Section 110(a) of the CAA requires states to submit SIPs to provide for the implementation, maintenance, and enforcement of a new or revised NAAQS within three years following the promulgation of such NAAQS, or within such shorter period as EPA may prescribe. Section 110(a) imposes the obligation upon states to make a SIP submission to EPA for a new or revised NAAQS, but the contents of that submission may vary depending upon the facts and circumstances. The data and analytical tools available at the time the state develops and submits the SIP for a new or revised NAAQS affects the content of the submission. The contents of such SIP submissions may also vary depending upon what provisions the state's existing SIP already contains. In the case of the 1997 annual and 2006 24-hour PM2.5 NAAQS, states typically have met the basic program elements required in section 110(a)(2) through earlier SIP submissions in connection with previous PM NAAQS.
More specifically, section 110(a)(1) provides the procedural and timing requirements for SIPs. Section 110(a)(2) lists specific elements that states must meet for “infrastructure” SIP requirements related to a newly established or revised NAAQS. As already mentioned, these requirements include SIP infrastructure elements such as modeling, monitoring, and emissions inventories that are designed to assure attainment and maintenance of the NAAQS. However, in this action, EPA is only addressing element 110(a)(2)(D)(i)(II) related to PSD.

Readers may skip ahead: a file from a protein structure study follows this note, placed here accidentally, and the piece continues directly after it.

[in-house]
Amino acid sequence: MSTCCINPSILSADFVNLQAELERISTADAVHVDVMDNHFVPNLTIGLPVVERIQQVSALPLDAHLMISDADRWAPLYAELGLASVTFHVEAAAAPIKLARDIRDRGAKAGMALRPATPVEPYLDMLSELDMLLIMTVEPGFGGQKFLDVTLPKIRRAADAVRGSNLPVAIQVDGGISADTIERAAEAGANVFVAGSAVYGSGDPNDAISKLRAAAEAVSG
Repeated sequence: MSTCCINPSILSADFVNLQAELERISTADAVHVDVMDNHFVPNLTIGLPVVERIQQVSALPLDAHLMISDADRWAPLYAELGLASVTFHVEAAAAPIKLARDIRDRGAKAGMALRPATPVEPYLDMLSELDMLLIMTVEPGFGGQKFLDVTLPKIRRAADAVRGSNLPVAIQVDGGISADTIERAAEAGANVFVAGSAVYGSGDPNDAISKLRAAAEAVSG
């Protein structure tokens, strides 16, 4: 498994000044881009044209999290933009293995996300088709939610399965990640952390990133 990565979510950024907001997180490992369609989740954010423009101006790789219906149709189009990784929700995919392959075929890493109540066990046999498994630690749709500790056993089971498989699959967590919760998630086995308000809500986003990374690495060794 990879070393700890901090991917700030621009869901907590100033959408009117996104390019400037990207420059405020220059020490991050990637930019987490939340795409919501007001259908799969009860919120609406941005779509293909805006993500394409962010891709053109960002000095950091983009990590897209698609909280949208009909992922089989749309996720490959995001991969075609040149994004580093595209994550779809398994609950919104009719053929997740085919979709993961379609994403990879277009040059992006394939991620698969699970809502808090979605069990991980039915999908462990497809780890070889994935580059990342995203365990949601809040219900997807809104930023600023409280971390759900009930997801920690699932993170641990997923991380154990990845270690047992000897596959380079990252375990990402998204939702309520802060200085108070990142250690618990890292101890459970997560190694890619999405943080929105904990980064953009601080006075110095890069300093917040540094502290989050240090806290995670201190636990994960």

Section 110(a)(2)(D) has two components; 110(a)(2)(D)(i) and 110(a)(2)(D)(ii). Section 110(a)(2)(D)(i) includes four distinct components, commonly referred to as “prongs,” that must be addressed in SIP submissions. The first two prongs, which are codified in section 110(a)(2)(D)(i)(I), are provisions that prohibit any source or other type of emissions activity in one state from contributing significantly to nonattainment of the NAAQS in another state (“prong 1”), and interfering with maintenance of the NAAQS in another state (“prong 2”). The third and fourth prongs, which are codified in section 110(a)(2)(D)(i)(II), are provisions that prohibit emissions activity in one state interfering with measures required to prevent significant deterioration of air quality in another state (“prong 3”), or to protect visibility in another state (“prong 4”). Section 110(a)(2)(D)(ii) requires SIPs to include provisions insuring compliance with sections 115 and 126 of the Act, relating to interstate and international pollution abatement.
In previous actions, EPA has already taken action to address Florida's SIP submissions related to sections 110(a)(2)(D)(i)(I) and 110(a)(2)(D)(ii) for the 1997 annual and 2006 24-hour PM2.5 NAAQS. Today's final rulemaking action relates only to requirements related to prong 3 of section 110(a)(2)(D)(i), which as previously described, requires that the SIP contain adequate provisions prohibiting emissions that interfere with any other state's required measures to prevent Start Printed Page 19999significant deterioration of its air quality.
II. This Action
EPA is taking final action to approve in part, and disapprove in part Florida's infrastructure submissions as demonstrating that the State meets the applicable requirements of prong 3 of section 110(a)(2)(D)(i) of the CAA, that relate to adequate provisions prohibiting emissions that interfere with any other state's required measures to prevent significant deterioration of its air quality for the 1997 annual and 2006 24-hour PM2.5 NAAQS. Section 110(a) of the CAA requires that each state adopt and submit a SIP for the implementation, maintenance, and enforcement of each NAAQS promulgated by the EPA, which is commonly referred to as an “infrastructure” SIP.